Whatever It Takes by Paul Tough portrays Geoffrey Canada as a visionary who puts all of his energy, resources and passion into creating an intricate education system, known today as the Harlem Children’s Zone. Canada focuses on children in central Harlem, where more than 60 percent of families live below the poverty line and three-quarters of students score below grade level on the statewide reading and math tests. Because of this, Tough says, students often don’t get the help they need and end up pregnant or in jail.
Canada, who grew up in a poor Bronx neighborhood, understood poverty’s detrimental effect on black children and their education. His goal was to help these children not only stay in school but to succeed on standardized tests and go to college. Determined to monitor the progress and growth of kids in the Harlem Children’s Zone from birth, Canada started a project that provides educational supports such as afterschool programs and tutoring sessions. He even provided parenting classes for expectant mothers and sometimes fathers so they could understand how children learn. However, after Canada saw the limitations of being disconnected from the school system, so he began to reconsider his approach.
With former Schools Chancellor Joel Klein’s approval and the political and financial support of colleagues, community leaders, investors and educators, Canada created an even bigger version of his original plan by forming a charter school. Promise Academy was to be the solution to monitoring students’ progress from kindergarten to high school, and the charter school expanded over time. From the beginning, Canada promised parents that he would do “whatever it takes” to make sure their children went to college.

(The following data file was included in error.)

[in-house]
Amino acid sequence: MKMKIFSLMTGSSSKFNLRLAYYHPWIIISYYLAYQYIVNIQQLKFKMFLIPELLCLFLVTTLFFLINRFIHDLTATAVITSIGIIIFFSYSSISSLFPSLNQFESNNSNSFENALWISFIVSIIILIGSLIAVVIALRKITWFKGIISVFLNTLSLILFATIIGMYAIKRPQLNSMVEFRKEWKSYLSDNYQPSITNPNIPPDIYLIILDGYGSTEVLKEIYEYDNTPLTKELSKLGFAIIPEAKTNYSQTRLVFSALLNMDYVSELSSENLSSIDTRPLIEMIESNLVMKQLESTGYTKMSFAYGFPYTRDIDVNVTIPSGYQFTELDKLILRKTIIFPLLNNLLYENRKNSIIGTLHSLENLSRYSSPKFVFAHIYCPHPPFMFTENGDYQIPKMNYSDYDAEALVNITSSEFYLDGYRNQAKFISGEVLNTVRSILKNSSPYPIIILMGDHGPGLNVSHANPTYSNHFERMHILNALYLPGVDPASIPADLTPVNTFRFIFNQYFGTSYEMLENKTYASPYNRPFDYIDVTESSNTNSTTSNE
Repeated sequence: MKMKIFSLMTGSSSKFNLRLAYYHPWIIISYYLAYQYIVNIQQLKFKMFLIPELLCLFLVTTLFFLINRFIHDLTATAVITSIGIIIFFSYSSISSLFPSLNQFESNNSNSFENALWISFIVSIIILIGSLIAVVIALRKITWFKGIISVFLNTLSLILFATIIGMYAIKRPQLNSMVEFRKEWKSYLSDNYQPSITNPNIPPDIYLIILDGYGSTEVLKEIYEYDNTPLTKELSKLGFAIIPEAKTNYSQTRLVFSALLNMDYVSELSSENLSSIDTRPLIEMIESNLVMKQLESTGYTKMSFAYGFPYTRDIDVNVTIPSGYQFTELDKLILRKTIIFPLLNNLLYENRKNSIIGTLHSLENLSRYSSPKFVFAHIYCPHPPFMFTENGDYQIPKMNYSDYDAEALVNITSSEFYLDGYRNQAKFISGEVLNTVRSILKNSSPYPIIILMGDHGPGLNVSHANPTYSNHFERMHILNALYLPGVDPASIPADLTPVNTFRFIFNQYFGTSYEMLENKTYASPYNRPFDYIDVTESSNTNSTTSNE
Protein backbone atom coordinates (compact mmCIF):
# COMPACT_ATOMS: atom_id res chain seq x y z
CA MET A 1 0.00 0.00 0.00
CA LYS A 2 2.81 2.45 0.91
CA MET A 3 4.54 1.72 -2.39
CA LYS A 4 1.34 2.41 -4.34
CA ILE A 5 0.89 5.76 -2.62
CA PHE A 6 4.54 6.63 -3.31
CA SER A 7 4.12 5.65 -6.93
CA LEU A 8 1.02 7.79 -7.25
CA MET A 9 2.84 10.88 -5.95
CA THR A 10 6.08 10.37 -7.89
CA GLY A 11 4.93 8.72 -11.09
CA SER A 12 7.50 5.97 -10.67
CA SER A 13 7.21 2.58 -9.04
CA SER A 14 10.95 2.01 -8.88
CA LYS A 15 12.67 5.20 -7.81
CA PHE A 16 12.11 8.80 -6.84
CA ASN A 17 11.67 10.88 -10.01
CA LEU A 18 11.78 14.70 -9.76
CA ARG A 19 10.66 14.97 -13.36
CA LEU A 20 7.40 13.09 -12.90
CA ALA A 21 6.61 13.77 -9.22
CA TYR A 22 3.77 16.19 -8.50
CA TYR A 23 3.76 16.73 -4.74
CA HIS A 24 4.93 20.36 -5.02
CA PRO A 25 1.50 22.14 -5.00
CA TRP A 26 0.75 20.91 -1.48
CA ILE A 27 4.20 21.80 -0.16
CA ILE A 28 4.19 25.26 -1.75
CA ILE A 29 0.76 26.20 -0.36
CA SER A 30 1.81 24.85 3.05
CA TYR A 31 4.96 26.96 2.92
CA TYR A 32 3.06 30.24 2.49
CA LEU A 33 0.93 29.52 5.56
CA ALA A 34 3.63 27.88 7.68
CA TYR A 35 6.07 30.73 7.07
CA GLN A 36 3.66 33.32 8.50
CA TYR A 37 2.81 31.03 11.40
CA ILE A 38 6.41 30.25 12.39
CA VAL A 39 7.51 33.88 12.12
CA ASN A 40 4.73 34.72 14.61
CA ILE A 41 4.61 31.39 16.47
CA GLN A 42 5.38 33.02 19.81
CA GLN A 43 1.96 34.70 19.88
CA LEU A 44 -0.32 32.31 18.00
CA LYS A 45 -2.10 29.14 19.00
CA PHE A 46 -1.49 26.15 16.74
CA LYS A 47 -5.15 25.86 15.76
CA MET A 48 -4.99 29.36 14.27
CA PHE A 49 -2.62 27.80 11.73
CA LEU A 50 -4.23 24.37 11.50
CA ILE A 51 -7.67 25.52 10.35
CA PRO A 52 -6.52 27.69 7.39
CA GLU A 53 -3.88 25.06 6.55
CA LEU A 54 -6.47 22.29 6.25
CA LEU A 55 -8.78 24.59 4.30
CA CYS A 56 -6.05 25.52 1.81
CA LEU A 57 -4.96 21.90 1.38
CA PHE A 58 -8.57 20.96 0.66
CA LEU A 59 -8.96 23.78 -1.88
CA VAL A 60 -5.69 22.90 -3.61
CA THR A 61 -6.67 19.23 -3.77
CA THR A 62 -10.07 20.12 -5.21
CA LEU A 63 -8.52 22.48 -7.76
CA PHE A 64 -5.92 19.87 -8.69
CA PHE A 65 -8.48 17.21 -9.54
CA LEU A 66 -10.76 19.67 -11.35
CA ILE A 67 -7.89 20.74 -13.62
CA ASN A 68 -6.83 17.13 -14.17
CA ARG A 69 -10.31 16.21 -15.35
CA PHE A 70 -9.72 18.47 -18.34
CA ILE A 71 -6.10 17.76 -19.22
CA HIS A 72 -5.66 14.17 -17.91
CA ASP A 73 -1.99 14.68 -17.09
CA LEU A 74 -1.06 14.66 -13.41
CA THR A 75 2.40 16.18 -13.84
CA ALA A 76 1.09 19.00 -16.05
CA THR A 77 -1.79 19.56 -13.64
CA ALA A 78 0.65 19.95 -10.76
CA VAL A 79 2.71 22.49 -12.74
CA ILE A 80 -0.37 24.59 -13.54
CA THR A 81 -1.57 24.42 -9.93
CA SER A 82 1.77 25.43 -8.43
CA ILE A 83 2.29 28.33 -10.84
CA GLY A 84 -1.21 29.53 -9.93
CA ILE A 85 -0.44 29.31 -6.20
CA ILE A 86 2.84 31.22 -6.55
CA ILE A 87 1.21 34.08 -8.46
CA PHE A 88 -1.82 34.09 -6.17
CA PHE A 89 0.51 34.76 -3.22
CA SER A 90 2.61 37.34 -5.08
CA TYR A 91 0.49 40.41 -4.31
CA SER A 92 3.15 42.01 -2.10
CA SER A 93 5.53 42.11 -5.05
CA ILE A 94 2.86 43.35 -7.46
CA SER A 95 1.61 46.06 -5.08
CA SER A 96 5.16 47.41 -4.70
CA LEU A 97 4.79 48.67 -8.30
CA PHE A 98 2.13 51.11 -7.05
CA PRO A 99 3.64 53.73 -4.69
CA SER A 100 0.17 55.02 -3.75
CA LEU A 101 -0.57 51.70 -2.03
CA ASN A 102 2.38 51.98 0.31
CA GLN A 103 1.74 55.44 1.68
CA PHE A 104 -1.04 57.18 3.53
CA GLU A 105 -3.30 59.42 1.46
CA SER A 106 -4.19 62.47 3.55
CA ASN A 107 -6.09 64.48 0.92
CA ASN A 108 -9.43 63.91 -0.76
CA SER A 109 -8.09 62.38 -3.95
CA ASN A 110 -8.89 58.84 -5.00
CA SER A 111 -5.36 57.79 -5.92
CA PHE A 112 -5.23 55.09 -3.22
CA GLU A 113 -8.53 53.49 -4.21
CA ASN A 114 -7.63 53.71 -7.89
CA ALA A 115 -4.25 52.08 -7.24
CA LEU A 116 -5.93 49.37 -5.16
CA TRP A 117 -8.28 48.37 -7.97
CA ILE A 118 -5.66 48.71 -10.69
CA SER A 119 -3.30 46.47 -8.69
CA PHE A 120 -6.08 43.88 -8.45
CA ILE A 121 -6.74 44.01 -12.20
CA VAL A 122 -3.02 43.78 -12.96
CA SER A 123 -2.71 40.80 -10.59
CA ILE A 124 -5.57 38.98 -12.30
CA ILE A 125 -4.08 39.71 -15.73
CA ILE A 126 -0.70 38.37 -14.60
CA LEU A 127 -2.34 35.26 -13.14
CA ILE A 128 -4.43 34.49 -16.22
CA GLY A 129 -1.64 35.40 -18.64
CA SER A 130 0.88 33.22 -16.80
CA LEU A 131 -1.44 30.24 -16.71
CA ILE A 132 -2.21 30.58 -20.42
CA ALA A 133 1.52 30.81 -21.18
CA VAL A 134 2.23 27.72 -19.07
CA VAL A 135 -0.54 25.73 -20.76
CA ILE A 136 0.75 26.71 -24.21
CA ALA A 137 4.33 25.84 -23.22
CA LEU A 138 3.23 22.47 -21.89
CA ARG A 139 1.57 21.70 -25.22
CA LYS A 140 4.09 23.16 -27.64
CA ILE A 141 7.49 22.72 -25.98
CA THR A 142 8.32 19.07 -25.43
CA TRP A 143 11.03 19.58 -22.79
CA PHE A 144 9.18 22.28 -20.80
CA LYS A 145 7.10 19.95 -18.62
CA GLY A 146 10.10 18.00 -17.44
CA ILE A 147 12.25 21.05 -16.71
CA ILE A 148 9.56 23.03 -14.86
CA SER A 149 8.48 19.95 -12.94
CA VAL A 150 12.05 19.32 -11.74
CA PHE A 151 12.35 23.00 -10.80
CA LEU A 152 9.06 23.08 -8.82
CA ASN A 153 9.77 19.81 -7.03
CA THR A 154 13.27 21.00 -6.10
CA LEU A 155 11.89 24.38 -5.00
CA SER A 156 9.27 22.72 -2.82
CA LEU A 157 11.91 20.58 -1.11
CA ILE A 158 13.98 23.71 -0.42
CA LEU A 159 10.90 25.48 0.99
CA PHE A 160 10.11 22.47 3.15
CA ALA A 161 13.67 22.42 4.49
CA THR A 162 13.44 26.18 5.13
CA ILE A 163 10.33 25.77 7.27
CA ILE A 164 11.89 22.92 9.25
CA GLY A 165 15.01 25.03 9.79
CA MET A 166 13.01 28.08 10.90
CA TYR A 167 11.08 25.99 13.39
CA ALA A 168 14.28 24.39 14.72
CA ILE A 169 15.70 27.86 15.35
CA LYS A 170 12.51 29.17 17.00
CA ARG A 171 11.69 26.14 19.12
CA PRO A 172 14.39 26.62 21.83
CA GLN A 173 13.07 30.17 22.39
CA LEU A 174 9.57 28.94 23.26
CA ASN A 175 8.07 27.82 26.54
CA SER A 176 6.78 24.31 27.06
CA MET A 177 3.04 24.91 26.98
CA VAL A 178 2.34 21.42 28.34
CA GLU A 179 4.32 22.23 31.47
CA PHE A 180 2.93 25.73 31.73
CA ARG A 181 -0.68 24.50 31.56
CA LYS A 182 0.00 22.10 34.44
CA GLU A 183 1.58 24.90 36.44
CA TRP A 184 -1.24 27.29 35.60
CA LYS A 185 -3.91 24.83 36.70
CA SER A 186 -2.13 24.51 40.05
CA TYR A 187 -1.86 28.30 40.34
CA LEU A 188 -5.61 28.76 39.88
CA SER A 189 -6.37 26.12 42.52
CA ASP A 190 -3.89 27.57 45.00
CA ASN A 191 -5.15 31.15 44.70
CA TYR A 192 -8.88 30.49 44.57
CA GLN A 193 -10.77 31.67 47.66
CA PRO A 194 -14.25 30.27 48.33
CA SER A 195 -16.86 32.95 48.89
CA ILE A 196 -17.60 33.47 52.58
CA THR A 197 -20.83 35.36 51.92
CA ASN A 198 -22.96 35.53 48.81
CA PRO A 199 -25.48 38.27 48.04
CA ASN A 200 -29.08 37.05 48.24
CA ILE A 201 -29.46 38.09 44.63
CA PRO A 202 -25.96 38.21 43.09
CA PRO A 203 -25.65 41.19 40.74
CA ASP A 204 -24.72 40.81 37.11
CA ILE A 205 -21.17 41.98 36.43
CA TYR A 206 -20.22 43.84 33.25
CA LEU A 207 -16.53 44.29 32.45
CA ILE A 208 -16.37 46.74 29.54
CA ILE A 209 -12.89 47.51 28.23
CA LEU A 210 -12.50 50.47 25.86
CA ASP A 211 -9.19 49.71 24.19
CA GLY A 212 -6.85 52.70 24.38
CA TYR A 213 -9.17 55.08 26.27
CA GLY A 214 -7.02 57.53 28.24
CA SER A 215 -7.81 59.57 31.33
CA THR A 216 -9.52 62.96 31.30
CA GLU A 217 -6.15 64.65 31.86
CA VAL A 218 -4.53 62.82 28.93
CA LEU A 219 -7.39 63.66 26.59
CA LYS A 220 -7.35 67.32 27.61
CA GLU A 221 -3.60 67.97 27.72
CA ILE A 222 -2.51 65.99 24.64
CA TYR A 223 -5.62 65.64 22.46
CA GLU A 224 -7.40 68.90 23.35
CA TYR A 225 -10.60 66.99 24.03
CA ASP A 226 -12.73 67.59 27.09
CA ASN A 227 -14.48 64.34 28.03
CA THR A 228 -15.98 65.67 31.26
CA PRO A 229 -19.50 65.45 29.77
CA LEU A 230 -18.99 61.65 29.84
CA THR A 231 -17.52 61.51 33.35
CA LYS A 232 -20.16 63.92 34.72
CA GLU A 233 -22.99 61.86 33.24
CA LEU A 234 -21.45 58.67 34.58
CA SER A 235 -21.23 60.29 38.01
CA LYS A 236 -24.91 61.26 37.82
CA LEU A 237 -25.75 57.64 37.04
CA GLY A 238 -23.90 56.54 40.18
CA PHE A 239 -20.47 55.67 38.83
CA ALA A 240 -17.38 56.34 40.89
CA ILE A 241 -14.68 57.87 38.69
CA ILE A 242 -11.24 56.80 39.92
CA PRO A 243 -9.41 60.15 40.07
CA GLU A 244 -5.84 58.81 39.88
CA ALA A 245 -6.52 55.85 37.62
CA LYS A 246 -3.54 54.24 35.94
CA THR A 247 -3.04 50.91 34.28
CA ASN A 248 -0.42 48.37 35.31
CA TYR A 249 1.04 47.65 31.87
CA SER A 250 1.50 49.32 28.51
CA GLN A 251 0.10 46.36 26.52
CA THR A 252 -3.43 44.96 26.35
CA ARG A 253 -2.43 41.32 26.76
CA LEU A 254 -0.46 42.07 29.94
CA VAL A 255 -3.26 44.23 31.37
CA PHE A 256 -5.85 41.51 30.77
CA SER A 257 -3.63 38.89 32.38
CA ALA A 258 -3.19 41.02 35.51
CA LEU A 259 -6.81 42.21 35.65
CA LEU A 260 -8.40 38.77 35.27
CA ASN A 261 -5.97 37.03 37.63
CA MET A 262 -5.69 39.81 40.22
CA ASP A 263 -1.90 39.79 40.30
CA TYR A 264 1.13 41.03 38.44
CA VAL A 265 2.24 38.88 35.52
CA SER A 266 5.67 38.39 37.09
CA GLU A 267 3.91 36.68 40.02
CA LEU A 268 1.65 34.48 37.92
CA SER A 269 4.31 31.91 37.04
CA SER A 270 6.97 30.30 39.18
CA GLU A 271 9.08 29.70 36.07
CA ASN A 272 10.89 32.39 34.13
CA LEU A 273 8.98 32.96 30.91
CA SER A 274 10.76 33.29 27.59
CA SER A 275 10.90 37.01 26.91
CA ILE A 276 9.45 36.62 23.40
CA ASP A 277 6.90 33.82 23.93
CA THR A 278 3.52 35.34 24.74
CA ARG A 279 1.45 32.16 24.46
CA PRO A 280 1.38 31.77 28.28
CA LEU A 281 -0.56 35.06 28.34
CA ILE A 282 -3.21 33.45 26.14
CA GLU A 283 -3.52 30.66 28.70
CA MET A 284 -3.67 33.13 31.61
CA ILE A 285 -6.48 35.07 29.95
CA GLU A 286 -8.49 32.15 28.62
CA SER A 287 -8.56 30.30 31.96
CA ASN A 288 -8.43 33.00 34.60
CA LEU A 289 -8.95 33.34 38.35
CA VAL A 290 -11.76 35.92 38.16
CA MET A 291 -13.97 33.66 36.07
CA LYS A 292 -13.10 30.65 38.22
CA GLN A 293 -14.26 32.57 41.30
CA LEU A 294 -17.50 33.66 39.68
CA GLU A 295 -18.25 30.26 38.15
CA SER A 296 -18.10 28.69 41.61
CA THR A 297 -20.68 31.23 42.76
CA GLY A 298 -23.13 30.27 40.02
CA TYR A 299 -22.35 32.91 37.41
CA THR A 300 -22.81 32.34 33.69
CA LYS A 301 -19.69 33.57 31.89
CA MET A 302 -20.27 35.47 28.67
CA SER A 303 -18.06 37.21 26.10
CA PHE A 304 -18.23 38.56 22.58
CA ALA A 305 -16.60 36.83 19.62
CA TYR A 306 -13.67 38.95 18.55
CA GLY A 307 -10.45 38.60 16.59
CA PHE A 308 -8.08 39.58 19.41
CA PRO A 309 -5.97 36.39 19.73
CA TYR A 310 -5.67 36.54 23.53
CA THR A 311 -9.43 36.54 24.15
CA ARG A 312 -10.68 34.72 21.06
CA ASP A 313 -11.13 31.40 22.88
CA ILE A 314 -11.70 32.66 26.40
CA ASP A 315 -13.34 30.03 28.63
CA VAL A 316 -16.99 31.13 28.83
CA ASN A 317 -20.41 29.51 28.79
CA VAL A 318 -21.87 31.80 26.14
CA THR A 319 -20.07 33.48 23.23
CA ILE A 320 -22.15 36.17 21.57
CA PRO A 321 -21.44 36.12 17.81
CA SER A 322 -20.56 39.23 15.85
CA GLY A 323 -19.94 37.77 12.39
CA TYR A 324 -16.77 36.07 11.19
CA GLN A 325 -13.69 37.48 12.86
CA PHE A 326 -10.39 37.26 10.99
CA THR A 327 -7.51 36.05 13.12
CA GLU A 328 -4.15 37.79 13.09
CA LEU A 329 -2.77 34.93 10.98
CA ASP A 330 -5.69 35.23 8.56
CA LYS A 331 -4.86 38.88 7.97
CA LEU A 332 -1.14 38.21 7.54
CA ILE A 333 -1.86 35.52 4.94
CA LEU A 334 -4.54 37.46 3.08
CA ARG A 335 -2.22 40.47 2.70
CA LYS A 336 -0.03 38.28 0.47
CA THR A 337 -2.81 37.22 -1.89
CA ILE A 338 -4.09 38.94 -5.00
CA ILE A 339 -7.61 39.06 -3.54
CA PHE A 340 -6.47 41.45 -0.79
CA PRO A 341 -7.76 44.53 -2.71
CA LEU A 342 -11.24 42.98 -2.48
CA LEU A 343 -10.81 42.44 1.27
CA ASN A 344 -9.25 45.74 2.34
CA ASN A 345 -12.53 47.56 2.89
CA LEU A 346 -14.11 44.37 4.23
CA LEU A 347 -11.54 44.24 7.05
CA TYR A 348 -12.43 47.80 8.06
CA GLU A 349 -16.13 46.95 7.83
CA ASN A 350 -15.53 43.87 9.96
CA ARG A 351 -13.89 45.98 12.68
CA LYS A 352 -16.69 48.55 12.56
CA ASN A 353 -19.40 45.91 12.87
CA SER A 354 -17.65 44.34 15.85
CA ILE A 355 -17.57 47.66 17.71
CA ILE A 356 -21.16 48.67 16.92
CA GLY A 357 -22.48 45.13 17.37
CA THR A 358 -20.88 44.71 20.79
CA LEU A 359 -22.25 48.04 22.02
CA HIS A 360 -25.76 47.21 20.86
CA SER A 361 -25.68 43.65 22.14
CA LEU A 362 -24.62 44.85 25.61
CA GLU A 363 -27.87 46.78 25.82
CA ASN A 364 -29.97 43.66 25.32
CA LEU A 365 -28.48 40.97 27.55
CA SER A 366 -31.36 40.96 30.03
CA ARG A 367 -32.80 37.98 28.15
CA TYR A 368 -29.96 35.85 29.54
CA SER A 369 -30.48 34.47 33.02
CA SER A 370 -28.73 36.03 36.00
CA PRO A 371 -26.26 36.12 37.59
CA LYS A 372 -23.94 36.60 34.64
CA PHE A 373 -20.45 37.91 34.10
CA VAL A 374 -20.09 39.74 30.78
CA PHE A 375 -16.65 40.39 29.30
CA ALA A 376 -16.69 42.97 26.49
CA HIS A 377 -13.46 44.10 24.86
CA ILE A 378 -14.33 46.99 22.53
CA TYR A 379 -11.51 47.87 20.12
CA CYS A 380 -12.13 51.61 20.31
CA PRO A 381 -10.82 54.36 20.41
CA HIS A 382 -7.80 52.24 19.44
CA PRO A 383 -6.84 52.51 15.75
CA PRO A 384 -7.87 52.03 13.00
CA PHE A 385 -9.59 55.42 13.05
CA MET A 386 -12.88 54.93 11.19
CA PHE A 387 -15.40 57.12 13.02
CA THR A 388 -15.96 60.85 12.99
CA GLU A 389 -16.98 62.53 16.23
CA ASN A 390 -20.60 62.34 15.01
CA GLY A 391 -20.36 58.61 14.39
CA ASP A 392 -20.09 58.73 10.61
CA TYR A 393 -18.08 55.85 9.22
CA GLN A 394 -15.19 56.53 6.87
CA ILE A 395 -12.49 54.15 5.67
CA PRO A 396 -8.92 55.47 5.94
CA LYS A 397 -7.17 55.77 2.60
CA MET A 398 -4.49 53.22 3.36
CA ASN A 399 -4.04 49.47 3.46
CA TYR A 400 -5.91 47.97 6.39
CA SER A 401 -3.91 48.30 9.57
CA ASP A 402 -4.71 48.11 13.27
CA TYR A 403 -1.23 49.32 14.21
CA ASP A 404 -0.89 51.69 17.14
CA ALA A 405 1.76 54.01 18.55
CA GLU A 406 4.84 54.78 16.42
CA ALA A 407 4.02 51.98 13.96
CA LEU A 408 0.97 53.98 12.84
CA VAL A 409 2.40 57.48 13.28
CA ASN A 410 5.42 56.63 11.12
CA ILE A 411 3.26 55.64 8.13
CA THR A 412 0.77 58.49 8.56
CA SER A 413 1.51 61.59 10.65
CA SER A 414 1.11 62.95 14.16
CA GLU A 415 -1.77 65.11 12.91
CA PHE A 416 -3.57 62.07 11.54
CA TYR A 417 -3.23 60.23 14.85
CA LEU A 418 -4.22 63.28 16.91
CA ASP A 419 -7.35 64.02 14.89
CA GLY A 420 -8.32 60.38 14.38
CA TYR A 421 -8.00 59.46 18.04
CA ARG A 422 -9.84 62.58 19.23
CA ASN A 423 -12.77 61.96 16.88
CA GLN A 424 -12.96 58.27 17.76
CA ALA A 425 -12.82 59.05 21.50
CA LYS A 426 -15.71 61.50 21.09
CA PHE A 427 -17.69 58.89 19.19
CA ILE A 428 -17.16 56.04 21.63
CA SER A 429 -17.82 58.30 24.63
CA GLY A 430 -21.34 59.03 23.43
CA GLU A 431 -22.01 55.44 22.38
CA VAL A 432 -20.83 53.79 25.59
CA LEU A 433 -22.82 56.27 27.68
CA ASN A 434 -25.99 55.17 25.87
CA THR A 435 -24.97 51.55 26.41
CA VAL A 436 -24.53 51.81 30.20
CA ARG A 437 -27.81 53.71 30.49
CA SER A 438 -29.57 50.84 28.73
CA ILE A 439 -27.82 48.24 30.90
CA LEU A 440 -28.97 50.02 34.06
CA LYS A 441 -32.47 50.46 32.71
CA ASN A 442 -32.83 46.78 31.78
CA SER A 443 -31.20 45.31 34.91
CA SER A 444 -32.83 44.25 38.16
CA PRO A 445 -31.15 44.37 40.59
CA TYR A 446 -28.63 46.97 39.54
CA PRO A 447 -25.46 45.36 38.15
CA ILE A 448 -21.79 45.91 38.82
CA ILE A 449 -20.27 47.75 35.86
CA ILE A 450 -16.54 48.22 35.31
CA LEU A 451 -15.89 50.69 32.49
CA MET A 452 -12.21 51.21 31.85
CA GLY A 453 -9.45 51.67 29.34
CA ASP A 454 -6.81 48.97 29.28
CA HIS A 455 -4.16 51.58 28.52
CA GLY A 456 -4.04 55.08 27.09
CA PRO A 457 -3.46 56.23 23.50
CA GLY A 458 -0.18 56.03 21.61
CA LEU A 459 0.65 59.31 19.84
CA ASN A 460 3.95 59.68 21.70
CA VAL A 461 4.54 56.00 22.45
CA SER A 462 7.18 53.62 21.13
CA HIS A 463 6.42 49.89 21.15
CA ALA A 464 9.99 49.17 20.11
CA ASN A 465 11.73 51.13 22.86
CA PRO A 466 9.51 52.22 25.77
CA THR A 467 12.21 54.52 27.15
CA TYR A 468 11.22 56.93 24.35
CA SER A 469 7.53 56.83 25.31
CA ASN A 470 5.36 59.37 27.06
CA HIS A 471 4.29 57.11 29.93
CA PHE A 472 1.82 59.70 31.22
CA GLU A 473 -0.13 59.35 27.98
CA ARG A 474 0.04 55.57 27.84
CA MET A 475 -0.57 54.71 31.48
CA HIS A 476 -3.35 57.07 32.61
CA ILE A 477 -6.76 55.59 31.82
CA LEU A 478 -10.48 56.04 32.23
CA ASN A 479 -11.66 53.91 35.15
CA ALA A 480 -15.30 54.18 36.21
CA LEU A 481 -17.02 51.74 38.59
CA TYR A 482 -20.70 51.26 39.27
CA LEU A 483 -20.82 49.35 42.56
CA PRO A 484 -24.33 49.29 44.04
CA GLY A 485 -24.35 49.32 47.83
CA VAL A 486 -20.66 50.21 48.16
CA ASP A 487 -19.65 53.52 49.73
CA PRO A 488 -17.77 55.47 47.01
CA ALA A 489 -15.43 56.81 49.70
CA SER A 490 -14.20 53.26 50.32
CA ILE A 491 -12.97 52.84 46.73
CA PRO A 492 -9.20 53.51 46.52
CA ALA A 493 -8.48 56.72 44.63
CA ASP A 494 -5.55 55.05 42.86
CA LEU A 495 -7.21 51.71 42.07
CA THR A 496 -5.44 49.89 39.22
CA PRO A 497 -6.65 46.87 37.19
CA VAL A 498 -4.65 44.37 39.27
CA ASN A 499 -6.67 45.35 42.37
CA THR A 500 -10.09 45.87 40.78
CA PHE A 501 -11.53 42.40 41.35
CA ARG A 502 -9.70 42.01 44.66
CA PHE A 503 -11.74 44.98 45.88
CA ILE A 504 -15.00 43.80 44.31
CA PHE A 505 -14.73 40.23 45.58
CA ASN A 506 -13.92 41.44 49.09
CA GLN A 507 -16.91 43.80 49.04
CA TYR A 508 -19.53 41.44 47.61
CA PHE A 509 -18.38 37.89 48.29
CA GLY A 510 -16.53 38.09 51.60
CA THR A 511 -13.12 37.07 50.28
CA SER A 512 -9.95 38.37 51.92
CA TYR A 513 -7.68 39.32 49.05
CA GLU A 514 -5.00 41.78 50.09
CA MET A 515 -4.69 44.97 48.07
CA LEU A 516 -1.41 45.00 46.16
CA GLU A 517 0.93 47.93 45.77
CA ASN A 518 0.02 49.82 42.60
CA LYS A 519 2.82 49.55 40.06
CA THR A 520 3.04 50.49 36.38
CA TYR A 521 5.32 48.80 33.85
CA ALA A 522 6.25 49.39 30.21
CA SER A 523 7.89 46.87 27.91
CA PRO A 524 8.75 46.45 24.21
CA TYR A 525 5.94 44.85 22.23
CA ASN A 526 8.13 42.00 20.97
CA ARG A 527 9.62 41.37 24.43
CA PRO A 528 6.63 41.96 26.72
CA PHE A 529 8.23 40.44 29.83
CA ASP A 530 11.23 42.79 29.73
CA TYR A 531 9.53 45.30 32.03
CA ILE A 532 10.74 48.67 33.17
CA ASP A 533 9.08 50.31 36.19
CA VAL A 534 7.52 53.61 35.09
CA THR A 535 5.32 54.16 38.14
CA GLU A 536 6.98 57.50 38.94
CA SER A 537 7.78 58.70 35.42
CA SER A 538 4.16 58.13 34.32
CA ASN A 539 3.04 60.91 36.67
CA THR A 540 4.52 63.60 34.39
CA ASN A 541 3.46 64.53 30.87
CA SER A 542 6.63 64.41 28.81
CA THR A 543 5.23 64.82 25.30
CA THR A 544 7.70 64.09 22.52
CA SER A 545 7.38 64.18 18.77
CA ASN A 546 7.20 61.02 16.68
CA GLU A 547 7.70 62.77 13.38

However, Canada acknowledged the barriers for children in Harlem. Problems at home meant that his students often came to school with psychological and behavioral issues. Canada made difficult calls about which administrators and teachers to fire and hire at Promise Academy. He found that the toughest place to raise the achievement gap was in the middle school, which he closed down for a year before reopening it again because students’ test scores weren’t improving. Other obstacles included facing angry parents who were let down by Canada’s promise to see their children all the way through to college.
Tough’s reporting takes the readers on an incredible journey from the beginnings of Canada’s vision and the many successes and failures he faced along the way. Two specific strategies that Canada employs, the conveyor belt and superhero method, help readers understand the complexity of growing up in a low-income neighborhood. Canada had to instill the values of nurturing learning through Harlem Children’s Zone, using his conveyor belt method of educating the parents early on and training children to be inquisitive. Sometimes there were setbacks for the middle school kids who didn’t come to Promise Academy on the conveyor belt, which meant the teachers would have to become superheroes to students whose early schooling was inadequate.
Overall, Tough brings out many of Canada’s ideas in a humanistic way that addresses the reality of poverty and the achievement gap but leaves readers hopeful that more institutions can implement his model and learn from his mistakes. In Canada’s effort to plug every hole in the urban public education system, he has given educators no excuses to let the urban poor fall through the cracks.